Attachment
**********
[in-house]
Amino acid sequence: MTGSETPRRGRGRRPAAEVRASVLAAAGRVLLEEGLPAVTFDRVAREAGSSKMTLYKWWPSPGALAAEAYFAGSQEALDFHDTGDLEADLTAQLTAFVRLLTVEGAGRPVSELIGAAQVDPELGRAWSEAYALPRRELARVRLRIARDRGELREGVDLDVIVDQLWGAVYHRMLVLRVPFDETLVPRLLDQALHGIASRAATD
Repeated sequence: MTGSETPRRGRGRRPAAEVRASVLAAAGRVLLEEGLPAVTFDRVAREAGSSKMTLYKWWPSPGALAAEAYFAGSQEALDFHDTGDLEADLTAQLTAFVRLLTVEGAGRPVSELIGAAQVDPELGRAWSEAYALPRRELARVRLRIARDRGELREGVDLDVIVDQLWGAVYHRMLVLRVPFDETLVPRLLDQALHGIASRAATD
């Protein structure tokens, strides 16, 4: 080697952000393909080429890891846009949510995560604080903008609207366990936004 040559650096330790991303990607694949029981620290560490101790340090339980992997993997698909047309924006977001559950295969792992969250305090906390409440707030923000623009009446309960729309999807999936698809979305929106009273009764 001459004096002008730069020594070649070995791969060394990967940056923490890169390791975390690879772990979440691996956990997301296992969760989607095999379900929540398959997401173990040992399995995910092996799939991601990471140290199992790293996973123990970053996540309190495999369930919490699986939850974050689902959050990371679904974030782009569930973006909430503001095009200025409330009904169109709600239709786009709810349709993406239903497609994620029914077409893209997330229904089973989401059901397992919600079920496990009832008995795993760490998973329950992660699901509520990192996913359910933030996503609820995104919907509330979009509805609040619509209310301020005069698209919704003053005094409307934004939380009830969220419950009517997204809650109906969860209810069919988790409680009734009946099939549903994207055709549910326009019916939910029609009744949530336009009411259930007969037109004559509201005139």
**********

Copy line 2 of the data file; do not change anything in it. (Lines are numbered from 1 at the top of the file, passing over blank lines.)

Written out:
Amino acid sequence: MTGSETPRRGRGRRPAAEVRASVLAAAGRVLLEEGLPAVTFDRVAREAGSSKMTLYKWWPSPGALAAEAYFAGSQEALDFHDTGDLEADLTAQLTAFVRLLTVEGAGRPVSELIGAAQVDPELGRAWSEAYALPRRELARVRLRIARDRGELREGVDLDVIVDQLWGAVYHRMLVLRVPFDETLVPRLLDQALHGIASRAATD